Brewing Design Office: Crafting Spaces
Founder of Brewin Design Office, Bobby Cheng, is intent on creating bespoke spatial experiences with attention to craft and strong ideation. Luo Jingmei has the story.
Brewin Design Office is a Singapore-based, multidisciplinary design studio established by Bobby Cheng in 2012. The five-man practice, whose portfolio includes showflats, art galleries and houses, is governed by a particularly fastidious attention to detail and conceptual rigour.
This approach is influenced by Cheng’s multifaceted educational and work experiences. He received his Bachelor of Architecture at Rhode Island School of Design and Master of Architecture in Urban Design at Harvard Graduate School of Design. Later, he trained under Calvin Tsao at NYC architecture firm Tsao & Mckown, where he developed a strong passion for the history of interior design as well as an interest in crafting furniture and industrial design. Some time at Atelier Jean Nouvel in Paris also exposed him to macro-scale projects in Singapore and Australia.
Rhode Island School of Design, Cheng shares, “set my base from approaching architecture through a lens that was always very conceptual, placing a high priority to view design as a form of art, and viewing sites as environments for the opportunity for installations.”
Some of these environments are the interiors of showflats. For instance, his Le Nouvel Ardmore project takes its cue from the building’s stark white architecture, and has different “rooms of coloured stones” inserted as a contrast against the white base. Then there’s the Kerry Hill-designed Hana Residences. Inspired by the building and architect’s repetitive screening language, it has “an aesthetic and construction methodology inspired by traditional Japanese interior design.”
These spaces are highly bespoke, where Cheng “explores blending custom furniture and millwork design with sourced furniture pieces, old and new, with both trying to resonate the style or period that the interior design is representing and also continue to push the boundary of crafting material.”
Design, for Cheng, is about “innovative programmatic and usage solution that transcend the conventions of categorical design”, as stated on his website. Thus, in a very renaissance way of working, there is no differentiation between architecture, interior design and even installation works – the same approach is taken for all.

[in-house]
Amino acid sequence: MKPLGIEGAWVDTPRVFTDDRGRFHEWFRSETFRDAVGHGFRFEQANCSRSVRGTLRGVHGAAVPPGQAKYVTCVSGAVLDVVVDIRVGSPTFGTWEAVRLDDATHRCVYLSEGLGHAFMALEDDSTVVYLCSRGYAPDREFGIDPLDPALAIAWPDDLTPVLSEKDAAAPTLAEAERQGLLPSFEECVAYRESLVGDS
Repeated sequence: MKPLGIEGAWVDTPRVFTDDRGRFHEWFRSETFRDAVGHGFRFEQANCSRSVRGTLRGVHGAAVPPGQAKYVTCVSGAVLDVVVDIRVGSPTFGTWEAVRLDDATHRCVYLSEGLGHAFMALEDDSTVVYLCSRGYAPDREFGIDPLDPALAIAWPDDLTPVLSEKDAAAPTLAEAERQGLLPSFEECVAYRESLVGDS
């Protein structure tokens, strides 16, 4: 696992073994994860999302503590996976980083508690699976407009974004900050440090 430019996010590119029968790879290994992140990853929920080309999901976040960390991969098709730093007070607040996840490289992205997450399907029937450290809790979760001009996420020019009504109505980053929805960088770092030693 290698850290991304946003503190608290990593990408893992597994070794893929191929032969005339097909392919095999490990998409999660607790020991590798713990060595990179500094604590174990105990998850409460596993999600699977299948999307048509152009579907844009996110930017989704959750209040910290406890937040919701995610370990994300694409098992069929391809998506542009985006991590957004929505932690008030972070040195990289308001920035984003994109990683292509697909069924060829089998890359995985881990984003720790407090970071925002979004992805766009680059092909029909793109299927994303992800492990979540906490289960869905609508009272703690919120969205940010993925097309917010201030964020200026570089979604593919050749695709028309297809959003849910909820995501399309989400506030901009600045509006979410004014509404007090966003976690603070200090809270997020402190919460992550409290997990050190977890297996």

In The Screened House, an existing massive structural beam across a new stair void reflects a layering of textures and time. The solution for a brief to fill a public space in the Arata Isosaki Conference Building in the CIPEA project in Nanjing with a permanent art installation-cum-usable space is “a necklace of linking partitions made of materials of varying translucencies and heights” to respond to the varying new programs and their corresponding spatial requirements. In the Fort Canning Pinacotheque Museum, which is slated to open mid-2015, a linear “Pipe” element that functions as a custom LED light fixture links programs across the different public spaces while bridging furniture, lighting, wayfinding, installation and branding. Here, Cheng tells us more about his influences and work.
How did your interest in architecture begin?
My father was a trained architect who started a property development company by the time I was 12. His professional and personal focus on design and architecture influenced my exposure to the field at a very young age [so] the decision for me to choose the path of a designer eventually was not surprising at all.
Your first project was The Fat Cow restaurant. How did the design respond to the architecture of the space?
I used a timber structural grid (that was eventually modelled and sent directly into a CNC machine for cutting) to compensate for the extra high ceilings of the ground level in Richard Meier’s Camden Medical building. The ceiling grid in the entry room was more cavernous, parts of the edges dropped into the walls to become shelving for the bar. In the main dining room, the ceiling grid is a symmetrical coffer element, to lower the ceiling around the bar to create a cosier dining experience.
You have designed a number of art galleries. How would you describe your approach to designing such spaces?
The results of these galleries differ as much as the client briefs and their respective site constraints. In Space Cottonseed in Gillman Barracks, we had a 100 square metre floor area to work with. I designed two non-symmetrical boxes with faceted semi-exposed ceilings created from timber beams. These volumes are placed in the space to create a prolonged journey around the floor space, creating new walls and sub-rooms.
In a concept design for a large space also at Gillman Barracks for the artist Takashi Murakami, we were asked to incorporate the design of a café, mass storage possibilities, and an existing large sliding window wall into the space, so we proposed a circulation tunnel that strung a series of ‘storage boxes’ among exhibition spaces that also connected directly to a large access point for the delivery of large works of art through the sliding wall.
Of the few galleries we’ve worked on, The Empty Gallery, a current space we’re completing construction for in Hong Kong, would be the most conceptual… it is based on the metaphysical concept of ‘emptiness’. The gallery is entirely black with no natural light except for one single window that frames the verdant green foliage on the side of a mountain. This allows a shaft of light to enter the foyer space that recedes into a black void once you enter the main exhibition room [to focus intensively on the art without spatial distractions].